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Local town administrators call for regional COVID-19 vaccination clinic

Harvard is currently located in a COVID-19 vaccination desert, but area town administrators and state legislators have a proposal to create an oasis: a regional COVID-19 vaccination site at Devens.

A letter describing the problem and a broad outline of the Devens proposal was sent to Gov. Charlie Baker, Lt. Gov. Karyn Polito, and Health and Human Services Secretary Marylou Sudders on Feb. 11. It was signed by the town administrators of the 16 towns covered by the Nashoba Associated Boards of Health, or NABH, as well as the state legislators that serve the Nashoba Valley and northern Worcester County, NABH Director Jim Garreffi, Devens Executive Vice President Jessica Strunkin, and U.S. Rep. Lori Trahan.

While the state is focusing its vaccination efforts on large-scale clinics and pharmacies in hard-hit areas, residents in this part of the state have been left high and dry. The lack of area vaccination sites will be a problem for a new group starting Feb. 18, when residents over 65 will be eligible for the vaccine, along with those with two or more chronic health conditions, and staff and residents of low-income and affordable senior housing. This will add about one million more eligible residents. As eligibility increases, taking time off from work or finding child care in order to travel to a distant vaccination site will make the vaccine harder for many to get.

Local vaccination availability is slim in part because Harvard and 15 other Nashoba Valley towns are lumped together under the umbrella of the Nashoba Associated Boards of Health. Under the state’s current distribution model, town boards of health receive 100 doses of vaccine each week to distribute locally. But not Harvard. Instead, NABH receives 100 doses per week for the 16 towns it covers to share, resulting in about six doses per town per week. Local councils on aging are currently allocating the doses, and NABH administers them at a weekly clinic in Devens.

But in March, even that meager allocation may dry up. The state announced on Feb. 17 that starting March 1 the state will curtail allocations of first doses to about 65 municipal clinics. Whether that will include NABH is as yet unknown, but in a letter to town administrators, Garreffi said the future of NABH’s vaccine allocation is uncertain.

With so few vaccines available locally, older residents are left with no options but to travel long distances, which many are unable or reluctant to do. The closest large-scale site is Worcester State University, which opened last week, about a 40-minute drive from Harvard.

Three steps to a clinic

Establishing a regional clinic would require three major steps, as the plan outlines: establishing a site, finding ample staffing, and identifying a vaccine storage location.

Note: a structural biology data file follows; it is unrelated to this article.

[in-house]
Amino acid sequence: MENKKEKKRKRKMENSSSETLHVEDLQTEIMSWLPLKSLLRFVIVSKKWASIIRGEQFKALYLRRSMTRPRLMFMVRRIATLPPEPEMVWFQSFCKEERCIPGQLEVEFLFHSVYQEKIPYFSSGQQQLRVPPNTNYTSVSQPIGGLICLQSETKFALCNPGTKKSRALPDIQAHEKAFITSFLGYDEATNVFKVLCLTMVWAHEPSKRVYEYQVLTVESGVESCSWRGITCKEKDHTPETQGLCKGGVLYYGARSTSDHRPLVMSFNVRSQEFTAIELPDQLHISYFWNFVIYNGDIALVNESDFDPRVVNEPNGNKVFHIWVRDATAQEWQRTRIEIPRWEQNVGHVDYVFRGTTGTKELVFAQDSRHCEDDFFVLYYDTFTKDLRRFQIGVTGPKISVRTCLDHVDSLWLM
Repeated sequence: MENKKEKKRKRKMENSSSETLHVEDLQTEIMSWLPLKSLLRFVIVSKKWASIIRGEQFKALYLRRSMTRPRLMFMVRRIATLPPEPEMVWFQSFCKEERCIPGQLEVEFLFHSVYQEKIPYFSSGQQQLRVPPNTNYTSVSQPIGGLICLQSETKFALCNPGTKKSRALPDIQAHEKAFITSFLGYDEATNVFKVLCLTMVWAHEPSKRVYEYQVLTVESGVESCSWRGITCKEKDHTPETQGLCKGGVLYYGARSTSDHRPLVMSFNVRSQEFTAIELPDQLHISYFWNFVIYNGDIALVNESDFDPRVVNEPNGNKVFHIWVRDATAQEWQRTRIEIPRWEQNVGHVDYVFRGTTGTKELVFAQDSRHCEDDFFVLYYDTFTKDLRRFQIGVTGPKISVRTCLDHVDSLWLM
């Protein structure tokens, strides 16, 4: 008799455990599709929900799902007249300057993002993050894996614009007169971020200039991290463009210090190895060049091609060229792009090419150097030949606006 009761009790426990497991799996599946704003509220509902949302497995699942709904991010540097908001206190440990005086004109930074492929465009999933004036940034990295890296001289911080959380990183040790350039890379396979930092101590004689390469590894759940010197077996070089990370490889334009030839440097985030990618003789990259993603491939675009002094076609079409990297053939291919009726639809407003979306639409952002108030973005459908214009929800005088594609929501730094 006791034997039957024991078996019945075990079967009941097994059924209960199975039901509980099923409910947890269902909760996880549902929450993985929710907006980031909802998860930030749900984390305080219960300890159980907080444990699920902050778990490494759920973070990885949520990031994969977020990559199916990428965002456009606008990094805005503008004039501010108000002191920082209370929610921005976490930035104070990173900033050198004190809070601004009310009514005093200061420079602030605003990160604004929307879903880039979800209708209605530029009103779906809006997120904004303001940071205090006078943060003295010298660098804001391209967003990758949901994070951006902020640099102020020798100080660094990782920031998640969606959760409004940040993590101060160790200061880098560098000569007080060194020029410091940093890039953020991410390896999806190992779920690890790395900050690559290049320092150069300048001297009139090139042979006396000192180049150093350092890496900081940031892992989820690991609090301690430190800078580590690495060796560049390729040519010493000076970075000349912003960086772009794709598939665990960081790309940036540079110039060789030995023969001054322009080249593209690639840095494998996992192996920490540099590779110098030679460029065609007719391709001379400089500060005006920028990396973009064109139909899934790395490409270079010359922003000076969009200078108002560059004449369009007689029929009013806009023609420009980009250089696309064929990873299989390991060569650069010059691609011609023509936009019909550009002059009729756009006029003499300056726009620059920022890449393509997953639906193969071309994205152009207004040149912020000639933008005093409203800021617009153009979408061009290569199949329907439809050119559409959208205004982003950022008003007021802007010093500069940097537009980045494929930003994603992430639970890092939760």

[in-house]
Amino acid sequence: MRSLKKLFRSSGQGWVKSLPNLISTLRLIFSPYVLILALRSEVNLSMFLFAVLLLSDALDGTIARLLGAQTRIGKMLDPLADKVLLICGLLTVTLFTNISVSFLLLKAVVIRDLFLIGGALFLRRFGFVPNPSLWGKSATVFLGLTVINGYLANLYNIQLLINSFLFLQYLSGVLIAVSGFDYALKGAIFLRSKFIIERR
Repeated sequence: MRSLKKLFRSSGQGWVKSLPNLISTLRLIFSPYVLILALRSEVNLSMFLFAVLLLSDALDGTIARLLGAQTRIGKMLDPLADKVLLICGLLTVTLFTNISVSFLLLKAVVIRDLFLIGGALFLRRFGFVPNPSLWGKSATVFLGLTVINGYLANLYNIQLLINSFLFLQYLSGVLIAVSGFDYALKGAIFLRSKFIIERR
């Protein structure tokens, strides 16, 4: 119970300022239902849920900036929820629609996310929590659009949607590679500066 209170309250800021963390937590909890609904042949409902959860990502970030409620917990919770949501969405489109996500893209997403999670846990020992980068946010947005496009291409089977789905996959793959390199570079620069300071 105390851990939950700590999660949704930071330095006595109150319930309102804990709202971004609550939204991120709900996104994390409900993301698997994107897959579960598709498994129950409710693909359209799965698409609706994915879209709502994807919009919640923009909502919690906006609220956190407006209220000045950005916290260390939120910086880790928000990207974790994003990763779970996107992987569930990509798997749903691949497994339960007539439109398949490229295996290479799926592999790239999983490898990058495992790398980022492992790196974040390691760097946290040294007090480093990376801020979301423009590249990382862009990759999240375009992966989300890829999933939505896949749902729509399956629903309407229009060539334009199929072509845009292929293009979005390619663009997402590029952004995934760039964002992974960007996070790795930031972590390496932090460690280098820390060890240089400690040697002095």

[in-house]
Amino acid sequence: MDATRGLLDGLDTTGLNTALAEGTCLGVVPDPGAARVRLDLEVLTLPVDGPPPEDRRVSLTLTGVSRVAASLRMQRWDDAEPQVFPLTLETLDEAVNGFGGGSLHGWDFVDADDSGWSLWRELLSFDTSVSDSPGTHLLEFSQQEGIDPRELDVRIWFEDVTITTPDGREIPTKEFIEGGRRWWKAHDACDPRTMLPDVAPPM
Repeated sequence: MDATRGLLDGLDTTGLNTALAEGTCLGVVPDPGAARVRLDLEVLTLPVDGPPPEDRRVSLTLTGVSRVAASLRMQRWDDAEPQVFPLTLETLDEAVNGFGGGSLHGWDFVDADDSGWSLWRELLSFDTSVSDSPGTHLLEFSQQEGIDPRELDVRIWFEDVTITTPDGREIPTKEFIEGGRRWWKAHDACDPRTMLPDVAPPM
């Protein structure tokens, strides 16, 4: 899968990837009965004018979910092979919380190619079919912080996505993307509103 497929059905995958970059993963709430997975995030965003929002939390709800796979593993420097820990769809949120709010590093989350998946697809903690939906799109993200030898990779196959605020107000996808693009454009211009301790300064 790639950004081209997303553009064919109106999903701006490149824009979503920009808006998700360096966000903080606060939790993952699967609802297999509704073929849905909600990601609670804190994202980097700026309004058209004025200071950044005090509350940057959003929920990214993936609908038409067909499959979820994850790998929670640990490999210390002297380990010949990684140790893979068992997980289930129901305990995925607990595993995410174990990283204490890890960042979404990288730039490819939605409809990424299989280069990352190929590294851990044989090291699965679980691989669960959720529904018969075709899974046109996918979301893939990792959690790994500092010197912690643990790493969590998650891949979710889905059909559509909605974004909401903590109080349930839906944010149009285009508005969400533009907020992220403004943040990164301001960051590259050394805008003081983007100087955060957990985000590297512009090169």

According to the letter, two major hotels in Devens are willing to offer banquet room space and parking for the clinic. NABH would provide some staffing, and town administrators are promising support from EMTs, medical professionals, and volunteers in their towns, enough to adequately staff the clinic. The third piece, finding a place to store vaccine doses for a clinic of this size, turned out to be the easiest to solve, thanks to Masy BioServices in Pepperell, a company that provides cold storage for pharmaceutical, biotech, and medical industries.

Masy BioServices offers cold storage

The Press spoke with Masy’s owners, John and Laurie Masiello, about their involvement in the proposed regional clinic. John said for the past three months, he has called the governor’s office weekly to offer space in his facility for vaccine cold storage. 

“No one ever called back,” he said. But about two weeks ago, state Rep. Sheila Harrington, whose district includes Pepperell, contacted Masiello and asked if his company could handle storing and shipping a large number of doses of vaccines to a local regional clinic. The answer was an enthusiastic “yes.”

Masiello said the facility in Pepperell has the capacity to store one billion vials of the Pfizer vaccine, which must be stored at a temperature of minus 70 degrees Celsius, and one billion vials of the Moderna vaccine, which requires minus 20 C. Freezers have temperature monitors and alarms, and the company has four generators to keep them running in a power outage. The vaccine vials could be held as long as necessary, packaged in any amount, and shipped out quickly to a clinic, in packages with temperature sensors and alarms. “We’ve been doing this for 30 years,” he said. 

The Masiellos are so eager to help that they spent last weekend making a video of the facility, hoping it might persuade the state to trust them for their participation in the proposed local regional clinic. The video is available on YouTube at

State Sen. Jamie Eldridge, who represents Harvard, told the Press that he and Harrington have been the point people advocating for the regional COVID-19 vaccination clinic for the Nashoba Valley and northern Worcester County. He said he was “really disappointed” in Gov. Baker’s decision last week to discontinue distributing the vaccine to Massachusetts hospitals. Doses that were going to hospitals are now going to the state’s large-scale sites instead, creating what Eldridge called a “double whammy” for this area.

It’s now up to the state to decide if it will supply sufficient COVID-19 vaccine to make a regional clinic at Devens feasible. Eldridge said he and Harrington are setting up a phone call with Secretary Sudders to discuss the problem and the proposal. “It needs to be fixed as soon as possible,” he said.

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